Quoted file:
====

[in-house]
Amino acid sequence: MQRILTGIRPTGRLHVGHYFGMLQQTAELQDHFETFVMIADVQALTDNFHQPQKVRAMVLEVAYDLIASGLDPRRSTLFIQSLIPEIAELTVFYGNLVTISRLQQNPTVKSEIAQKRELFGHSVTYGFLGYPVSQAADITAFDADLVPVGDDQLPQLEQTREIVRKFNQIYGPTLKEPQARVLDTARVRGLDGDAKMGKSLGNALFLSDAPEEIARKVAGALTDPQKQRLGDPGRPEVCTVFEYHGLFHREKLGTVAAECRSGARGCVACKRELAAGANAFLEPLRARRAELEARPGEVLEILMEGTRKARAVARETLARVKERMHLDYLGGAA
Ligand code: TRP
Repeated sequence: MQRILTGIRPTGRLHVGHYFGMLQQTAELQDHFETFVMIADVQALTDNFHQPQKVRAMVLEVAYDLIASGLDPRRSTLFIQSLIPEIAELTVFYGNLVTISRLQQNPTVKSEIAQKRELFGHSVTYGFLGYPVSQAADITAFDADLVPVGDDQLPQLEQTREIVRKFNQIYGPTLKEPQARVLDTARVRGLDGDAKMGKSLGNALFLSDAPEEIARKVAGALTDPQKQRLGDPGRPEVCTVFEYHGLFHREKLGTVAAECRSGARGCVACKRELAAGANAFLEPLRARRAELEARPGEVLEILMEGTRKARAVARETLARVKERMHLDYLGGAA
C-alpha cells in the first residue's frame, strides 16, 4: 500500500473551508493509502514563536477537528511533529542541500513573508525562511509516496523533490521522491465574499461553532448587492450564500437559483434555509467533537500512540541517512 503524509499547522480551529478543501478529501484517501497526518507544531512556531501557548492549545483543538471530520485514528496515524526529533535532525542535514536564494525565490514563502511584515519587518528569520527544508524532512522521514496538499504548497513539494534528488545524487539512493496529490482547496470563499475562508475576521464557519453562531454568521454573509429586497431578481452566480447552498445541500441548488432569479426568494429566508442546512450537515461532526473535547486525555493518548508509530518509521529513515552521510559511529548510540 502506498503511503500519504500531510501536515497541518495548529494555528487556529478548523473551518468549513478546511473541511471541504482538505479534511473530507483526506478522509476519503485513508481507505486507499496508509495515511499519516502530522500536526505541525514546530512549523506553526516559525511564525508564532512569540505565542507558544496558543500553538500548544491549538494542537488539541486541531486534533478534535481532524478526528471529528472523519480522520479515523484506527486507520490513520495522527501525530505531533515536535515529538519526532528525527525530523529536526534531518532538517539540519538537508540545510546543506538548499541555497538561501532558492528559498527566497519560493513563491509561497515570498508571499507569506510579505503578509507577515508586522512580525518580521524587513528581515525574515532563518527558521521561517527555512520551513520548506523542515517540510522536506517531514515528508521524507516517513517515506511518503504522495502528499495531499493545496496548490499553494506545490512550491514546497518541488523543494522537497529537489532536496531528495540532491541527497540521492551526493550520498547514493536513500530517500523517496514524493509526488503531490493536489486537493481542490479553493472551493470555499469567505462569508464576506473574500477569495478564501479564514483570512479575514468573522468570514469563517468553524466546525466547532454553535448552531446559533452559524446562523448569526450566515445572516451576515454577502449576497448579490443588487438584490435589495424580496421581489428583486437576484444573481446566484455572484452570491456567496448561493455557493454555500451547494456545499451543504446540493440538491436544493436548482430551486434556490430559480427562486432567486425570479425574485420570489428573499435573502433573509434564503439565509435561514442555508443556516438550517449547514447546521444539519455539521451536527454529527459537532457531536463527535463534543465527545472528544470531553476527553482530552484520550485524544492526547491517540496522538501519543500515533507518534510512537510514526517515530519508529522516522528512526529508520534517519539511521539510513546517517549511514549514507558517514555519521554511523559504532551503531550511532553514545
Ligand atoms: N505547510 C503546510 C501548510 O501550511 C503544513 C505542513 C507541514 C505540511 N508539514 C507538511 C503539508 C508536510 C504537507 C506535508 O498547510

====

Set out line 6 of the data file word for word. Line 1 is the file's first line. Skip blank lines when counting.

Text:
Ligand atoms: N505547510 C503546510 C501548510 O501550511 C503544513 C505542513 C507541514 C505540511 N508539514 C507538511 C503539508 C508536510 C504537507 C506535508 O498547510